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ACS completes pilot Project ECHO on LGBTQ+ and cancer care

North Central Region project focused on primary care lens.

The American Cancer Society Patient Support Pillar team recently completed a seven-month Project ECHO focused on “LGBTQ+ and Cancer Care through the Primary Care Lens.” This pilot project was led by ACS team members Elizabeth Holtsclaw, cancer support strategic partnership manager, and Rachael King, senior director, cancer support strategic partnerships manager. The project was partially funded by a Merck grant and included  participation from Michigan, Ohio, Indiana, Kentucky, and Tennessee.

Project ECHO (Extension for Community Healthcare Outcomes) is a hub-and-spoke tele-mentoring environment conducted virtually. Hubs include a facilitator and expert faculty who share best practices and contribute to learning through case-based and didactic learning. Spokes learn from each other and experts from across the United States. Since 2018, ACS has used this model to educate health care professionals and to help reduce health disparities.

The goal of this ECHO series was to help primary care practices increase their knowledge of the unique needs and barriers for cancer prevention, screening, and early detection for the LGBTQ+ population. Topics included creating welcoming and affirming communication, shared decision making, HPV vaccination, reproductive tract cancer in sexual minority women, breast/chest cancer screening, and cancers among gay and bisexual men.

ACS team members and volunteers can learn more about this project’s work, review resources, and recorded sessions here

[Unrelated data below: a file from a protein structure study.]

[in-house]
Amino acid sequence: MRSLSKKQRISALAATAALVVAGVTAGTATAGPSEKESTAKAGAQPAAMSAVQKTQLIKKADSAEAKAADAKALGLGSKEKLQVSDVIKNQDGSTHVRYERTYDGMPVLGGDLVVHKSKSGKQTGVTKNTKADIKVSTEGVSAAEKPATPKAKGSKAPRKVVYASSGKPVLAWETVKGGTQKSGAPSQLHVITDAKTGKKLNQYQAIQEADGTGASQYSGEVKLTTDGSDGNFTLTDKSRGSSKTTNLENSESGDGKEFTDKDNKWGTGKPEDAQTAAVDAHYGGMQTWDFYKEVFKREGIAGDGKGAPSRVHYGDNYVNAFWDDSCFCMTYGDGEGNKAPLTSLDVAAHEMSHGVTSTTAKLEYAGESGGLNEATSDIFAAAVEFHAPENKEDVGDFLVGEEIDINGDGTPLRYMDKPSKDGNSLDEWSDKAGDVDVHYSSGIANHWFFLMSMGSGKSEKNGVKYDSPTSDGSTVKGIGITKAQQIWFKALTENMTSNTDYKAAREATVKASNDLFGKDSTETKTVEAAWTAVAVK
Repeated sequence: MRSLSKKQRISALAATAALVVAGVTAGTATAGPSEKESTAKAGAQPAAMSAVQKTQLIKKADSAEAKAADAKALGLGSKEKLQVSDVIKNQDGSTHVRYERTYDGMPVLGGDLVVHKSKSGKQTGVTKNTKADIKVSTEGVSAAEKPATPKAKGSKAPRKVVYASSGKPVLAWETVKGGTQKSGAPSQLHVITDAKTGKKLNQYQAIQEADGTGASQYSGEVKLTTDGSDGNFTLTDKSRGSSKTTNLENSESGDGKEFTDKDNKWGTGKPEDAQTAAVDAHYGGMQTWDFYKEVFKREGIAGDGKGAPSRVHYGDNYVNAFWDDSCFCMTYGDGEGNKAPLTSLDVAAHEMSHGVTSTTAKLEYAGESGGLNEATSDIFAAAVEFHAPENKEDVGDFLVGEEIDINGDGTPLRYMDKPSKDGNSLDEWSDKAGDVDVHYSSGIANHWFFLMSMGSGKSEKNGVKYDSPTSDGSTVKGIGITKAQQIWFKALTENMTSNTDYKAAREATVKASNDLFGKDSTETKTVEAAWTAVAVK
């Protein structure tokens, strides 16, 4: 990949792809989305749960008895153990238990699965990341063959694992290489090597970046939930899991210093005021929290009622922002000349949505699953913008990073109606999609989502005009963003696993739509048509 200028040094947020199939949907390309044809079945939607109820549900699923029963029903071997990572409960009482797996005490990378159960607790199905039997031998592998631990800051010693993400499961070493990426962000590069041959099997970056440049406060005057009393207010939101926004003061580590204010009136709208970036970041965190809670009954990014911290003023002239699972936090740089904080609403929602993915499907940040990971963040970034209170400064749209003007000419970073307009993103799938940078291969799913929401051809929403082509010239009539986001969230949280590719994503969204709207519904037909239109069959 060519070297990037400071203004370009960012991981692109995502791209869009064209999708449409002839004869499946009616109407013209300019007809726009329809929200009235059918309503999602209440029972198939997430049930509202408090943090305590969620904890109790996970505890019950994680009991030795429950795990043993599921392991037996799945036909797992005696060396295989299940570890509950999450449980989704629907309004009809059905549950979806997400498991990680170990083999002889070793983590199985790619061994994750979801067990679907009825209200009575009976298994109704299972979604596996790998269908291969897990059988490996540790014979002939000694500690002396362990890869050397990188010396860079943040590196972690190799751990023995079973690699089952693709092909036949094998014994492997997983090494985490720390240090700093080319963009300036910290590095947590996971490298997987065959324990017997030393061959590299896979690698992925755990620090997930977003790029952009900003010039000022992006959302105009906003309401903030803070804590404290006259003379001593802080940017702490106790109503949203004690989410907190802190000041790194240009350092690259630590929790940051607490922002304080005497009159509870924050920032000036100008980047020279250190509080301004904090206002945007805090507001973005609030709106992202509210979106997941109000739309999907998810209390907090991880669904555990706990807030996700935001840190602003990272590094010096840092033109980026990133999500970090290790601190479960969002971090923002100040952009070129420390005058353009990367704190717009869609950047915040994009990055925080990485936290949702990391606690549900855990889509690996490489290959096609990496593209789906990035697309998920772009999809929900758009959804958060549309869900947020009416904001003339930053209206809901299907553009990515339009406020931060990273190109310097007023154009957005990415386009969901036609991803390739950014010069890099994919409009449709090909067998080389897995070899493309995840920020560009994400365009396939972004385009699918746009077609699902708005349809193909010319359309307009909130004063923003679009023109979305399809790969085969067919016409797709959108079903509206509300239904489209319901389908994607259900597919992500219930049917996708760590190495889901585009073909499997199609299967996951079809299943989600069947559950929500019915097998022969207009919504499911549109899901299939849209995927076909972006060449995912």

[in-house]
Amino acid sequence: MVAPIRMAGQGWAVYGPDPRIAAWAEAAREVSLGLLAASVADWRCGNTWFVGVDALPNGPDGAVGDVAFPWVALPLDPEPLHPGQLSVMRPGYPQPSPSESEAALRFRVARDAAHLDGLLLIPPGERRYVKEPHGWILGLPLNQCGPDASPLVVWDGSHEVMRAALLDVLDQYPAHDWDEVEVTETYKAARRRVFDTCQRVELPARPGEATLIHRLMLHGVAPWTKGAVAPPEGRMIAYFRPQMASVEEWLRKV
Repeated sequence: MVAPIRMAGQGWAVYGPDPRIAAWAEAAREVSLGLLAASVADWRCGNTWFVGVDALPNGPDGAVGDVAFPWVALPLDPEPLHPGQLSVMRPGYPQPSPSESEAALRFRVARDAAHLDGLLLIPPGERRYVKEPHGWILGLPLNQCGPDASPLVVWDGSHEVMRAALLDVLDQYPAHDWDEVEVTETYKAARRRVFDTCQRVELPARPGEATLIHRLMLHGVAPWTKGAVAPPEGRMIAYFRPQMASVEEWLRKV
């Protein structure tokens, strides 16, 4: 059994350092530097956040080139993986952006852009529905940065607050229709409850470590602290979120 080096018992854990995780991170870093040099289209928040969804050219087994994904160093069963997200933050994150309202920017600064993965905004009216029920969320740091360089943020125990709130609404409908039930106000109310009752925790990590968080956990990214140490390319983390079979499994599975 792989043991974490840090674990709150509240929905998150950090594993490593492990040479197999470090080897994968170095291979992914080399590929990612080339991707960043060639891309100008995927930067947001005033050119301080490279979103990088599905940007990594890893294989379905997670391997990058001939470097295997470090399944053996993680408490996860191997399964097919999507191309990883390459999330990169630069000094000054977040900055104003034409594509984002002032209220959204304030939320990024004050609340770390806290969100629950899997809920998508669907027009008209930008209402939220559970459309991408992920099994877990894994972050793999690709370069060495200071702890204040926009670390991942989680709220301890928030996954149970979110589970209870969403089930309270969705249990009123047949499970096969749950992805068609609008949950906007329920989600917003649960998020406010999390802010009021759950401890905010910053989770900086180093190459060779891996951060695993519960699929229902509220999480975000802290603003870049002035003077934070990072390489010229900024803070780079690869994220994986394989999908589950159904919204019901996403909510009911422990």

This project has already had a tangible impact, Holtsclaw said. The Vanderbilt University Primary Care team in Nashville, TN, for example, was inspired at the June ECHO session and realized they had significant opportunity to increase their standard of care. 

The Nashville-based practice has since taken several steps to address opportunities, such as including pronouns on staff name badges and collecting sexual orientation and gender identity (SOGI) from patients. The practice created a “LGBTQ+ Inclusion Committee,” the members of which have all participated in ECHO sessions. This multidisciplinary committee includes everyone in the clinic who engages with patients. The practice is treating this as a full quality improvement project including creating a process map for how LGBTQ+ patients receive care in the clinic. 

“The committee plans to continue to meet now that the ECHO has finished and are hoping they will be able to expand this best practice to other Vanderbilt clinics,” Holtsclaw said. “Our team at ACS is excited about this progress and other examples from this ECHO and we are hopeful we can continue to grow this work.”

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